The initial interview is a great opportunity to inspire client confidence and show concern for the client as a person apart from the possible litigation. Observing a client’s manner may also give you insight about personality traits that could affect the litigation and may suggest ways to prepare the client later for direct and cross-examination at depositions and trial.
Beyond these less concrete aspects to the initial interview, you have to stay grounded—go over the ground rules of the attorney-client relationship and the nature of representation, including:
- Explain the attorney-client privilege. Emphasize that full disclosure to the attorney ensures that proper advice is given and that the privilege protects an initial interview even if it doesn’t result in representation. But also explain that even the client’s partial disclosure of confidential information to outsiders may cause the privilege to be waived, except that communication with the law firm’s staff to whom “disclosure is reasonably necessary” for the “accomplishment of the purpose for which the lawyer is consulted,” is permissible. See Evid C §952.
- Reach agreement on the fee arrangement. Explain the requirement that a representation agreement be in writing (Bus & P C §§6146, 6148) and discuss legal fees, costs, and expenses. Make sure you reach a clear understanding and agreement with the client on these matters.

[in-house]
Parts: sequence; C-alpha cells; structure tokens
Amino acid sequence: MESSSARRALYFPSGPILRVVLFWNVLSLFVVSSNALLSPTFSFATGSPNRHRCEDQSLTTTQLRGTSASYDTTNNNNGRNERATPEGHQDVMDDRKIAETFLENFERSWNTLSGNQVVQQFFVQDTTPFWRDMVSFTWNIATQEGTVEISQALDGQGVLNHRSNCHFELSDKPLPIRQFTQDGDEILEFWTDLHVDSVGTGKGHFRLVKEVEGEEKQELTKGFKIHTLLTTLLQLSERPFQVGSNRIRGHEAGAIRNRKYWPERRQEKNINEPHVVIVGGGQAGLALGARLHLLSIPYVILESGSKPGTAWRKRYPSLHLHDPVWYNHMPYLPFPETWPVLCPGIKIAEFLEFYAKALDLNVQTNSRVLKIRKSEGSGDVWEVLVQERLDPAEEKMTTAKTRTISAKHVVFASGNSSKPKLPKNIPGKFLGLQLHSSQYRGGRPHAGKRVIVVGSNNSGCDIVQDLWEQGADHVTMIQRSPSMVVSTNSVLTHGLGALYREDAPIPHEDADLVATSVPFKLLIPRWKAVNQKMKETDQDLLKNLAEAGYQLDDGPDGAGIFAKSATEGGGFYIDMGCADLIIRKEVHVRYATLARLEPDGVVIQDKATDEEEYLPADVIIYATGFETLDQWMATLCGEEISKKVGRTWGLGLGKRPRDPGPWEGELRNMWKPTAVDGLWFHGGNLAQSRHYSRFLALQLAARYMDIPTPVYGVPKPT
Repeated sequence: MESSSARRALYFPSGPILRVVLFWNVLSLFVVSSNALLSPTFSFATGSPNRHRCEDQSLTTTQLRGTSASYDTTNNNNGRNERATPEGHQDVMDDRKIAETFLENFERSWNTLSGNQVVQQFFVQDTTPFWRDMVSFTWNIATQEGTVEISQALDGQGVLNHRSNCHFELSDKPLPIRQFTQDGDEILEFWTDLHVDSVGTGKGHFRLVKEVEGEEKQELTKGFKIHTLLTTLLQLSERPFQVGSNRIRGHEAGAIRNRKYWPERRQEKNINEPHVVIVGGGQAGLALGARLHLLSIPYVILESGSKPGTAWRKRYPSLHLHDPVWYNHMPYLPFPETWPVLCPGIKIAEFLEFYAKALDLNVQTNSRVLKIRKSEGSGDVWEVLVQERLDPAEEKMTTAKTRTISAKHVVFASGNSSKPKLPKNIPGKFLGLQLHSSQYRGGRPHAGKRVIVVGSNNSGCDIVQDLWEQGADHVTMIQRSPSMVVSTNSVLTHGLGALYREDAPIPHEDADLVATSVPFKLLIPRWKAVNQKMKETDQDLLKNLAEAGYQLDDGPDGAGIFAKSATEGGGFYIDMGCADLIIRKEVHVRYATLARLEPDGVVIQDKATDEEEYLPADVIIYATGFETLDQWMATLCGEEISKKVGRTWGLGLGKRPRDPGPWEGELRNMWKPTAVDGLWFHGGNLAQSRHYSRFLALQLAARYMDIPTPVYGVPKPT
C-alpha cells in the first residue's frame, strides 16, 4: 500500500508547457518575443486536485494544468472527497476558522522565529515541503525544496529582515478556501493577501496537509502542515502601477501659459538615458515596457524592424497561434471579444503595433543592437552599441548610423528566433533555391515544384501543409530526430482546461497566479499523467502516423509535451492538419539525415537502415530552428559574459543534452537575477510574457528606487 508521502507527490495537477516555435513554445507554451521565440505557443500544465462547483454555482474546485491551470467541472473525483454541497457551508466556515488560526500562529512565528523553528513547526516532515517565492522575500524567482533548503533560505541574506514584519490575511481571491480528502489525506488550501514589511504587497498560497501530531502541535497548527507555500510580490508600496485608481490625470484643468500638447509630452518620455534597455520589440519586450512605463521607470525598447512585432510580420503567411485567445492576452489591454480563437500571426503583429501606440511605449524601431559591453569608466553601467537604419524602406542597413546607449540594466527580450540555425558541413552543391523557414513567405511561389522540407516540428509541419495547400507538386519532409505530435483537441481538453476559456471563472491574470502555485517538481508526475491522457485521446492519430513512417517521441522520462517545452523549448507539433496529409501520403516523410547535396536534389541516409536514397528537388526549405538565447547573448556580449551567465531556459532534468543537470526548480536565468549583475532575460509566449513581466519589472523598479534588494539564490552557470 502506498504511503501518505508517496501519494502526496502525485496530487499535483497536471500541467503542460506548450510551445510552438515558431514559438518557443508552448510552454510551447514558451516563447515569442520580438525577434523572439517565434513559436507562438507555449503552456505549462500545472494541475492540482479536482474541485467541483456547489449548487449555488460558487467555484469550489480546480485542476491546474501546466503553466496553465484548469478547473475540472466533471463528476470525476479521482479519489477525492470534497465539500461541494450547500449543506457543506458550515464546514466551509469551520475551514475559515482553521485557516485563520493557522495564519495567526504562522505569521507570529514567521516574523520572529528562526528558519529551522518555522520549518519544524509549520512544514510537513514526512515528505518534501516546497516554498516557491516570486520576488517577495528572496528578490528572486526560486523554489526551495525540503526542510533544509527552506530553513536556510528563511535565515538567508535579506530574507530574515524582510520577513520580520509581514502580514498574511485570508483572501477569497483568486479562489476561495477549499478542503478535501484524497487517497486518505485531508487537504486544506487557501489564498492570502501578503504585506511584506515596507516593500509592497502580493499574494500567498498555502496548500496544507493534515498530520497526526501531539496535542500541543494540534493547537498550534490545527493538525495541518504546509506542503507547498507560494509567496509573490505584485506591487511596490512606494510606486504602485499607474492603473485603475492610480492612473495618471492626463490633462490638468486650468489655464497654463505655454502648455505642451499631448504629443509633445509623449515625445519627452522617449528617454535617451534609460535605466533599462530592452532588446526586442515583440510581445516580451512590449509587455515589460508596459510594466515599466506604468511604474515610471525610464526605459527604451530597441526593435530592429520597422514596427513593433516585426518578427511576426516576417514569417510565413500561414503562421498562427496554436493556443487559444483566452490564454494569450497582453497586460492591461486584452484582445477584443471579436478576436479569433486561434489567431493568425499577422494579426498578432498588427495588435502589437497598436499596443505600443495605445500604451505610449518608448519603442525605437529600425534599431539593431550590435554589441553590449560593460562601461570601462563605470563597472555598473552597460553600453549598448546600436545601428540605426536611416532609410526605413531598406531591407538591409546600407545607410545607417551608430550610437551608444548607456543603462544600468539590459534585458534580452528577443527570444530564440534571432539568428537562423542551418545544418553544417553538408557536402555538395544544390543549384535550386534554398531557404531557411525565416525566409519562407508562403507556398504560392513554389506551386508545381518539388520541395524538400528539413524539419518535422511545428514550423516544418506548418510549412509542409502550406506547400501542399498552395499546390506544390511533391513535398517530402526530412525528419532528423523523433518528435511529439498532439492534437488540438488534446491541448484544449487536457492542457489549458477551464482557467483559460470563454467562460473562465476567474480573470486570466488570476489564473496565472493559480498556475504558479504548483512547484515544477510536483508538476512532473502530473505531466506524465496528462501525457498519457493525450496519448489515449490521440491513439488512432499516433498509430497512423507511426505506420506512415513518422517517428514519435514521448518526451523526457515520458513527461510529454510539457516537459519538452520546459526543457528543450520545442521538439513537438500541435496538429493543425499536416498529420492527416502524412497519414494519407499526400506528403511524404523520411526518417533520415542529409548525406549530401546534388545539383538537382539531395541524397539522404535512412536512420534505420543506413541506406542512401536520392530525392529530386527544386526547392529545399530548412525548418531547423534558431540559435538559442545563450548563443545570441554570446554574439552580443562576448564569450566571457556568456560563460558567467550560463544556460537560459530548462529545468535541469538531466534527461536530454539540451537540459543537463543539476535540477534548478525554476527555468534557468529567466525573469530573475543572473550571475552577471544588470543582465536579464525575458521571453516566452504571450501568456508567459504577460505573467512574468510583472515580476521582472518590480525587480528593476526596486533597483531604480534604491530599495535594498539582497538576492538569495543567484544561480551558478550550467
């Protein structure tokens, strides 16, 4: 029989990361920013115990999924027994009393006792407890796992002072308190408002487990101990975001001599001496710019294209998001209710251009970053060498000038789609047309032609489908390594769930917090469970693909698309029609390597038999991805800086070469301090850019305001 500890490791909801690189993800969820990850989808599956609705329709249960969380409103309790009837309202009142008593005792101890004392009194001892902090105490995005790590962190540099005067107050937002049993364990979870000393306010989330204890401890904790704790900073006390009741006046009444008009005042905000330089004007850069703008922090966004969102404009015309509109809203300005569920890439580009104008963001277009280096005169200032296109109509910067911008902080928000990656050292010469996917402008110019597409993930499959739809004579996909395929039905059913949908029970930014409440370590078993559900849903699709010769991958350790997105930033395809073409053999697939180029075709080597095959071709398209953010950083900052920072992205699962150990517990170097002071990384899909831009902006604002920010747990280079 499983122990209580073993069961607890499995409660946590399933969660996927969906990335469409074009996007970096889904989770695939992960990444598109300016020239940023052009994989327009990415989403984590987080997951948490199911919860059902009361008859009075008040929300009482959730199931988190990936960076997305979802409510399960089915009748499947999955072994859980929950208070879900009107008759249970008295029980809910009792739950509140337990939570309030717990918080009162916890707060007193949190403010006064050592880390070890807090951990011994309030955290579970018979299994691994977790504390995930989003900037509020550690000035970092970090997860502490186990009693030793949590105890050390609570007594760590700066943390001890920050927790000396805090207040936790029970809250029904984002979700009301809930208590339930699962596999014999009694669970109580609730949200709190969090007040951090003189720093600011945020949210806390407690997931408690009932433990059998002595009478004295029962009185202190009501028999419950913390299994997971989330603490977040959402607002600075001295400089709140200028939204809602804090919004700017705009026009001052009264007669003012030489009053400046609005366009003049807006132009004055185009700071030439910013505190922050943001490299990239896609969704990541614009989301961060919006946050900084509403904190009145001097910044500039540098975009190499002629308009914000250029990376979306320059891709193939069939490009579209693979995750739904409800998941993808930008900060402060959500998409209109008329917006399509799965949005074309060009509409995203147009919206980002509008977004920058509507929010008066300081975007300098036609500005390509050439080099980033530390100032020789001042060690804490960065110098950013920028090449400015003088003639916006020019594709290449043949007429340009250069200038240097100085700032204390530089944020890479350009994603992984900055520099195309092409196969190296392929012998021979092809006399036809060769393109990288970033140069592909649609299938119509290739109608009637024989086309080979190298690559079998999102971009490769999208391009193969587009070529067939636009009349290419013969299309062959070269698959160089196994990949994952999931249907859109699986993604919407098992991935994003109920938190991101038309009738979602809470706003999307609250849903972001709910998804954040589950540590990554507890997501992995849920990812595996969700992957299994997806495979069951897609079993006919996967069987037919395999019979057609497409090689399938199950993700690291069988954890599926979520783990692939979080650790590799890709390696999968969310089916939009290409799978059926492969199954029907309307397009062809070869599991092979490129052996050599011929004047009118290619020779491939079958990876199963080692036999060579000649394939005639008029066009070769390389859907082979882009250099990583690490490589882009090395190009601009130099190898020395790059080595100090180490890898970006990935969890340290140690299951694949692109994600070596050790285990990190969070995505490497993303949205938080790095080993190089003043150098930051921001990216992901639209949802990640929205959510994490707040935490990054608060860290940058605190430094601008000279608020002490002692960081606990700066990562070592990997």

- Explain the roles of attorney and client in litigation process. Inform the prospective client of the existence of various professional obligations, e.g., Cal Rules of Prof Cond 4–210 (restricting ability of lawyer to pay expenses for client) and 3–510 (communication of any settlement offers).
- Describe your office procedures. Most law offices have customary practices on client status reports, the returning of client telephone calls, the use of legal assistants and associate attorneys, and items included in billing. Make sure to describe your office’s practices to the client and answer any questions he or she may have.
- Explain the conflict of interest rules. Communicate your intention to determine immediately whether there are any conflicts that could preclude you from accepting the case. Under Cal Rules of Prof Cond 3–310, an attorney cannot agree to represent conflicting interests without all affected past and present clients’ informed written consent. You should also check for any conflicting interests that you may personally have in the matter.
After you’ve gone over the ground rules, answer any questions your prospective client may have and make sure that you’re both on the same page.
For more practical advice on accepting cases and implementing office procedures, turn to CEB’s California Civil Procedure Before Trial.
Other CEBblog™ posts you may find useful:
- Interviewing a Prospective Client: Know What to Ask
- 5 Things to Cover in Your Initial Case Assessment
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